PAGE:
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How to Enforce Your Employment Law Rights

Wednesday, April 18, 2018

The U.S. Equal Employment Opportunity Commission (EEOC) reports that they received and investigated over 91,000 complaints in 2016. It is an unfortunate fact that many employers engage in unscrupulous and discriminatory practices against employees and potential hires. However, the EEOC, other government agencies and private law firms are the ones who proactively protect your employment rights.

The Equal Employment Opportunity Commission

The EEOC’s primary task is to enforce federal laws that prevent workplace discrimination. For example, the Title VII of the Civil Rights Act of 1964 prohibits discrimination based on race, gender, ethnicity, religion and national origin. The EEOC deals with HR personnel who engage in inappropriate screening, interviewing and recruiting practices. Employers are forbidden from asking any questions that may violate the civil rights of protected minorities. The Civil Rights Act prohibits retaliation against employees who file complaints or exercise their legal rights. The EEOC conducts investigations, mediates settlements, interpret laws, issues warnings and process discrimination claims.

The Department of Labor

The Department of Labor (DOL) promotes and protects the employed, the unemployed and potential hires. Their main job is to enforce laws related to wages, safety, workers’ compensation and unemployment insurance. This includes approximately 180 federal laws that protects office, except, agricultural, underage and migratory workers. To illustrate, the Fair Labor Standards Act (FLSA) contains the laws for weekly hours and overtime pay. The most important member of the DOL is the Occupational Safety and Health Administration (OSHA). They focus on unsafe and unhealthy policies, working conditions and employment environments.

The National Labor Relations Board

The NLRB works with the Department of Labor's Office of Labor-Management Standards to deal with union reporting, disclosure and administration requirements. The federal NLRB is an independent agency that was created through the passing of the National Labor Relation Act (NLRA). The NLRB is tasked with protecting the rights of collective employees who are legally empowered to form a union and select their bargaining representative. The NLRB prevents unfair labor practices, investigate potential violations and facilitate settlements between parties. This sometimes requires class action lawsuits and professional employment lawyers.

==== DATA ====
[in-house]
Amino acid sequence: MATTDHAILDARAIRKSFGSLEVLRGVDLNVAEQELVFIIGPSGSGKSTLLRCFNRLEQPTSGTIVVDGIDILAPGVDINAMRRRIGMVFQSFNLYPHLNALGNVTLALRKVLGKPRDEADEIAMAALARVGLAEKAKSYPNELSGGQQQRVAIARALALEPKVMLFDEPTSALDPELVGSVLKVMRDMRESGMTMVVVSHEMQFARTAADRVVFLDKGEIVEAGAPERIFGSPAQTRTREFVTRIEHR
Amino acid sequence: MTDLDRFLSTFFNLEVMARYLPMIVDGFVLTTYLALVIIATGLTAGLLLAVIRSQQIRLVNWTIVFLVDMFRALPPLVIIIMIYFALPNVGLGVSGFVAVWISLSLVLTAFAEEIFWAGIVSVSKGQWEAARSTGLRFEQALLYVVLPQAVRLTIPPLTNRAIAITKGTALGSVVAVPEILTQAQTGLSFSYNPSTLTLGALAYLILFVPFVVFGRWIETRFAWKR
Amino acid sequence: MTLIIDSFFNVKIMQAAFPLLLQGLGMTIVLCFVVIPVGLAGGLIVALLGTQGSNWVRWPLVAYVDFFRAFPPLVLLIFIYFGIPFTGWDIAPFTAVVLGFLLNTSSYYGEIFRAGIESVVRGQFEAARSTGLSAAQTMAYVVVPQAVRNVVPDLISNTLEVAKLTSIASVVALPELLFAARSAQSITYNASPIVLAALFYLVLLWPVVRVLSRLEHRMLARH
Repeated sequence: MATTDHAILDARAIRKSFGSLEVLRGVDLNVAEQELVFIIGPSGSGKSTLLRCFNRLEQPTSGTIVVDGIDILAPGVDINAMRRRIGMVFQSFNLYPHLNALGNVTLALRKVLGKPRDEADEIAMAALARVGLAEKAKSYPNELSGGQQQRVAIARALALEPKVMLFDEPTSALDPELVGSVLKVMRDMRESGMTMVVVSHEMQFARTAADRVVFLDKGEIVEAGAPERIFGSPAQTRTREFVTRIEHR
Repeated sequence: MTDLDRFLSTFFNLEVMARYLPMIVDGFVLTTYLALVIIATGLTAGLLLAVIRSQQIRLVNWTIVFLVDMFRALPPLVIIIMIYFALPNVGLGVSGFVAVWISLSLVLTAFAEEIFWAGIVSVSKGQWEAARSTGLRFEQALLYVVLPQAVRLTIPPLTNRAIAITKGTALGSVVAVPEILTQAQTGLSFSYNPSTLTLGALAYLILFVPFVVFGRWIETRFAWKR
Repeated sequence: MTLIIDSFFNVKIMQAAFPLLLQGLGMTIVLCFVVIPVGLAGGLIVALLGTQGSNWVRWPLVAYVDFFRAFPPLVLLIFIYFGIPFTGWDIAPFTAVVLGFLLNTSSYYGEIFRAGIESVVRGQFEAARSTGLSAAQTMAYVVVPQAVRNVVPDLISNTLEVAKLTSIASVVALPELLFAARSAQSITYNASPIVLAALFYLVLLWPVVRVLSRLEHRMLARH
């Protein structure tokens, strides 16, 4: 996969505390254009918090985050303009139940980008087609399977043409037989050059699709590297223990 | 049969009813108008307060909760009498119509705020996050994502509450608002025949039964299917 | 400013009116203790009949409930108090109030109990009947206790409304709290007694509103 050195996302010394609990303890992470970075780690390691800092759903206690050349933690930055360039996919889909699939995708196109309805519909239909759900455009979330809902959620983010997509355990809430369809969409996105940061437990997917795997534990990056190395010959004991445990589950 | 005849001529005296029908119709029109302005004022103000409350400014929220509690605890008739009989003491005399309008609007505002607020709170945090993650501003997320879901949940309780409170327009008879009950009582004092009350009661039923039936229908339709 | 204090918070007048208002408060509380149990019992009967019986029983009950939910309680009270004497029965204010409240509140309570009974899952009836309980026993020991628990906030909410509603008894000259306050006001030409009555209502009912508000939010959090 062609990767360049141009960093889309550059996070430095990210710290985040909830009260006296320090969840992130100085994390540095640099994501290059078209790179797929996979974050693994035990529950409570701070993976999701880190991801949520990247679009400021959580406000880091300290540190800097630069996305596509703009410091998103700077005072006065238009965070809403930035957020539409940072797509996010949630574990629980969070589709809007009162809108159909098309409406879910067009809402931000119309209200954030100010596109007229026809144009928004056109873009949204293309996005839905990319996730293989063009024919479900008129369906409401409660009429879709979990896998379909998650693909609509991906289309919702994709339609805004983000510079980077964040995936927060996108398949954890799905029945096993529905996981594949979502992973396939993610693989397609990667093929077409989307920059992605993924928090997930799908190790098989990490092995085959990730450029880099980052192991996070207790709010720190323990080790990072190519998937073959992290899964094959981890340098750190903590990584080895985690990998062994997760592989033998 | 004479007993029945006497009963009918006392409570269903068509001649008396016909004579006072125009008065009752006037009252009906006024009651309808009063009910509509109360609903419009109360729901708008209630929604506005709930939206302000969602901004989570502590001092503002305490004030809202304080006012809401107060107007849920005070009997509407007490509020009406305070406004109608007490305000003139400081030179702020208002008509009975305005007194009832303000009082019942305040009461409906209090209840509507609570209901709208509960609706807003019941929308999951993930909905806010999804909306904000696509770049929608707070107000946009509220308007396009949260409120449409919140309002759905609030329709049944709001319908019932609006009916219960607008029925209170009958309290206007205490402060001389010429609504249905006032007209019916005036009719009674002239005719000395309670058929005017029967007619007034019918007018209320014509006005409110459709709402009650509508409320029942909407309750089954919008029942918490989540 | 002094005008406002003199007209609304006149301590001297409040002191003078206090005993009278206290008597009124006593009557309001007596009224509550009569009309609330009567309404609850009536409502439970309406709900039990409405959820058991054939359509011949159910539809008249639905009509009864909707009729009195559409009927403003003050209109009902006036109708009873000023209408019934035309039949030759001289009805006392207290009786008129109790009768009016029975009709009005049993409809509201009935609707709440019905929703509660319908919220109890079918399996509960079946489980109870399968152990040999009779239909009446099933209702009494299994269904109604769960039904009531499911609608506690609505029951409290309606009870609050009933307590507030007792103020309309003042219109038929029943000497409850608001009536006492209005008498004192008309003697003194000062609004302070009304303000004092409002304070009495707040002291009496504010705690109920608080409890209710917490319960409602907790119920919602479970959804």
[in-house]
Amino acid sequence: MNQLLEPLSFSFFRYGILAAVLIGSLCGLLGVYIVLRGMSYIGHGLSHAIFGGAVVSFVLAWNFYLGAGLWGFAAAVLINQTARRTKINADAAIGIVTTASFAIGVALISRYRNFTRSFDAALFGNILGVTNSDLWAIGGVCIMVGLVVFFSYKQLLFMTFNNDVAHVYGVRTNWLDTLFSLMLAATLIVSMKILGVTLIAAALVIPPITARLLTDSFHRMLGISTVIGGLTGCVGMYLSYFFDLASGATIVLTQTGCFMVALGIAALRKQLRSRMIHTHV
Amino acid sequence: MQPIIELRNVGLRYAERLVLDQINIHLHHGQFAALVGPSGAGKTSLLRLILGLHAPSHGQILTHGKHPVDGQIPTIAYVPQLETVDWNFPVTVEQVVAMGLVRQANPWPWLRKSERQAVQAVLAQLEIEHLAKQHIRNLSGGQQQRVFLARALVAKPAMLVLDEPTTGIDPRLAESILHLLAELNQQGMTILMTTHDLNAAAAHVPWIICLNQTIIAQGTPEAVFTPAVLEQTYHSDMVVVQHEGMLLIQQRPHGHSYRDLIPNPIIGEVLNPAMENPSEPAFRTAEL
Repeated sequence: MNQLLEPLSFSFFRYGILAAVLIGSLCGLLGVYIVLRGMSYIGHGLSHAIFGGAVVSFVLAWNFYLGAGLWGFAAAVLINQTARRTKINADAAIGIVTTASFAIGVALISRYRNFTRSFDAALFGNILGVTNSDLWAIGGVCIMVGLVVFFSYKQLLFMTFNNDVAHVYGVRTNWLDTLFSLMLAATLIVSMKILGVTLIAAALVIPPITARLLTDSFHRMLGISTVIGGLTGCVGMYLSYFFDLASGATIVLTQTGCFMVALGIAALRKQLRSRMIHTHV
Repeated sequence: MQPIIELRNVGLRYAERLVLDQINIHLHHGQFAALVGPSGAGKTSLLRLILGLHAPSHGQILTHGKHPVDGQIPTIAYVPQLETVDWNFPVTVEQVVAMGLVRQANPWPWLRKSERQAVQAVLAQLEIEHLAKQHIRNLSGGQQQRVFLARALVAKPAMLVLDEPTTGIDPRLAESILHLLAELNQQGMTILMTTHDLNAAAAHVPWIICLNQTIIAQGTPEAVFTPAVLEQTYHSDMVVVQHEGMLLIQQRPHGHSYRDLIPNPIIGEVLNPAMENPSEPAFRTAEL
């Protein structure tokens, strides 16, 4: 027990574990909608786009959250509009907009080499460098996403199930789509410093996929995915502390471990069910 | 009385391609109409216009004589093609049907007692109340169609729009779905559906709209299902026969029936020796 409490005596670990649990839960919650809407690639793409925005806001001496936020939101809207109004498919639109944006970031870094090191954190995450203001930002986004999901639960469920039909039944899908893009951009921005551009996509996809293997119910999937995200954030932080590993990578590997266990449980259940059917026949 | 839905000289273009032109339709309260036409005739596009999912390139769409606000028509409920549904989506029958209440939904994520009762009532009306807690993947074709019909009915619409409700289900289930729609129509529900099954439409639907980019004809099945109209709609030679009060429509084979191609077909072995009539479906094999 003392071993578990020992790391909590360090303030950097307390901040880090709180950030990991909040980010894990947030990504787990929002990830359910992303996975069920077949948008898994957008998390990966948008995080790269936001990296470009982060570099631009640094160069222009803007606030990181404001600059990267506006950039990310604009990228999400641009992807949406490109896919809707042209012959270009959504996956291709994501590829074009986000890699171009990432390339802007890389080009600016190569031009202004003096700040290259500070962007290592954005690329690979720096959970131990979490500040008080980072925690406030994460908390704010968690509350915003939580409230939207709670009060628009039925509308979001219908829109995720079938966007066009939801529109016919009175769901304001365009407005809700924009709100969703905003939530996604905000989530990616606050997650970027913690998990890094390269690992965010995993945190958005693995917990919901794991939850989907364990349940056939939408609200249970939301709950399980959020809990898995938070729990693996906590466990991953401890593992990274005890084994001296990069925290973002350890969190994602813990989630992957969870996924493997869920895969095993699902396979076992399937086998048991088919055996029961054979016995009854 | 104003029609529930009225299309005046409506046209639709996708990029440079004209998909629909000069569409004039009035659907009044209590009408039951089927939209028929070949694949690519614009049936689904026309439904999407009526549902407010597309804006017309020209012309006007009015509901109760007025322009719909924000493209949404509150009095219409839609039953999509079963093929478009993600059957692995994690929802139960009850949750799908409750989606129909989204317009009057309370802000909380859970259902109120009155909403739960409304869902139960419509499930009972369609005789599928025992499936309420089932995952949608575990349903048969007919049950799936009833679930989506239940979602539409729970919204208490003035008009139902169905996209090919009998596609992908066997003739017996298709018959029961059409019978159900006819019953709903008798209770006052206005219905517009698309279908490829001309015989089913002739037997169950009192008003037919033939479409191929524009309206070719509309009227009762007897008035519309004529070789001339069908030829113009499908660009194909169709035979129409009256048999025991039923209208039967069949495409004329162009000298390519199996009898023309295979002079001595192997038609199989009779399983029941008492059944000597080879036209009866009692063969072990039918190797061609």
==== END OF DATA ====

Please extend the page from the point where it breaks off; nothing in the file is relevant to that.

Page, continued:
Other federal agencies that protect employee’s rights include the U.S. Department of Justice’s Civil Rights Division and the Employee Benefits Security Administration (EBSA). Anyone whose rights are being violated by their employer, such as unpaid overtime and unlawful termination, are encouraged to contact an employment lawyer today.



Class Actions: The Whos, Whens and Whys

Friday, April 06, 2018

There are few tools that an individual has to protect themselves against unfair practices and treatments of Employers or Companies, one of the most effective means being class actions. We wanted to take a moment to express when, why and by whom a class action suit gets filed.

Class actions often entitle a person harmed either physically or emotionally by a corporation to receive a monetary settlement for their troubling experience. Someone without the financial security themselves to justify the time and money spent in obtaining legal representation, filing a suit or the court costs associated with such, greatly benefits by aligning with others who have been similarly wronged. 

If a customer purchases a product based on advertising that is either misleading or an outright lie, the individual often sees little benefit in the expense of the resources necessary to achieve compensation for this infraction. Though with the thousands of other dissatisfied consumers made to believe untruths about the product, then such a lawsuit could force the company to pay back any profits resulting from the campaign in question, as well as retracting the invalid marketing. 

Another instance of a suit-worthy offense would be an employer who failed to provide safe working conditions, or who engaged in unequal payment on basis of discrimination. Again, a court could find the company exhibiting the questionable behaviors subsequently penalized and the affected parties granted certain concessions. 

If you feel that an employer or company has disregarded your rights, we invite you to read more! Remember: You have rights, and your rights are important. 




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